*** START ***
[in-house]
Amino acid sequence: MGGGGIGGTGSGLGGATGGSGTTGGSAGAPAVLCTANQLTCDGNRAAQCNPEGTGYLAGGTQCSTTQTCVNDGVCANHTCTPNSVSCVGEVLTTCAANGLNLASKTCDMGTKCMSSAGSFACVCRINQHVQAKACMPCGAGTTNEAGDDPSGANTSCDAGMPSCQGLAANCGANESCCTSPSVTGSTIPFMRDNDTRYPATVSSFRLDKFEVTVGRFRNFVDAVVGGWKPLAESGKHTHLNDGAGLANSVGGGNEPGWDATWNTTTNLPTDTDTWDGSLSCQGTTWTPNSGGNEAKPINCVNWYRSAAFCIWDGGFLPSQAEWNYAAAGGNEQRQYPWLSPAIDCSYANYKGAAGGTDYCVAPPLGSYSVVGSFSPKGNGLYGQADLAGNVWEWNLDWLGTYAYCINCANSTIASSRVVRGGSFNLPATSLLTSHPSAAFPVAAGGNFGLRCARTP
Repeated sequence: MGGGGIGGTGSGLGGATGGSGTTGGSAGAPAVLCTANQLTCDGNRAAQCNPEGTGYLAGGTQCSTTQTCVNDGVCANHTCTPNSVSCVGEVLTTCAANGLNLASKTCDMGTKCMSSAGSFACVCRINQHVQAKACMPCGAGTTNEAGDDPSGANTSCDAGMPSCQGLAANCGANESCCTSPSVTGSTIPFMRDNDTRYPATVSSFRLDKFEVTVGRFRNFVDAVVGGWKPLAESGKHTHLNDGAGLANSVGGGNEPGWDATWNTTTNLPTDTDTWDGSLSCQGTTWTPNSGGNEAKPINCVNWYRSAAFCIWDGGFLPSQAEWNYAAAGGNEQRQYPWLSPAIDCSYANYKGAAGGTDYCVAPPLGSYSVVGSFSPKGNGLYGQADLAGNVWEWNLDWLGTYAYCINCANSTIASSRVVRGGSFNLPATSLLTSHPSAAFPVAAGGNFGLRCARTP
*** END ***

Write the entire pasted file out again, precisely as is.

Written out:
[in-house]
Amino acid sequence: MGGGGIGGTGSGLGGATGGSGTTGGSAGAPAVLCTANQLTCDGNRAAQCNPEGTGYLAGGTQCSTTQTCVNDGVCANHTCTPNSVSCVGEVLTTCAANGLNLASKTCDMGTKCMSSAGSFACVCRINQHVQAKACMPCGAGTTNEAGDDPSGANTSCDAGMPSCQGLAANCGANESCCTSPSVTGSTIPFMRDNDTRYPATVSSFRLDKFEVTVGRFRNFVDAVVGGWKPLAESGKHTHLNDGAGLANSVGGGNEPGWDATWNTTTNLPTDTDTWDGSLSCQGTTWTPNSGGNEAKPINCVNWYRSAAFCIWDGGFLPSQAEWNYAAAGGNEQRQYPWLSPAIDCSYANYKGAAGGTDYCVAPPLGSYSVVGSFSPKGNGLYGQADLAGNVWEWNLDWLGTYAYCINCANSTIASSRVVRGGSFNLPATSLLTSHPSAAFPVAAGGNFGLRCARTP
Repeated sequence: MGGGGIGGTGSGLGGATGGSGTTGGSAGAPAVLCTANQLTCDGNRAAQCNPEGTGYLAGGTQCSTTQTCVNDGVCANHTCTPNSVSCVGEVLTTCAANGLNLASKTCDMGTKCMSSAGSFACVCRINQHVQAKACMPCGAGTTNEAGDDPSGANTSCDAGMPSCQGLAANCGANESCCTSPSVTGSTIPFMRDNDTRYPATVSSFRLDKFEVTVGRFRNFVDAVVGGWKPLAESGKHTHLNDGAGLANSVGGGNEPGWDATWNTTTNLPTDTDTWDGSLSCQGTTWTPNSGGNEAKPINCVNWYRSAAFCIWDGGFLPSQAEWNYAAAGGNEQRQYPWLSPAIDCSYANYKGAAGGTDYCVAPPLGSYSVVGSFSPKGNGLYGQADLAGNVWEWNLDWLGTYAYCINCANSTIASSRVVRGGSFNLPATSLLTSHPSAAFPVAAGGNFGLRCARTP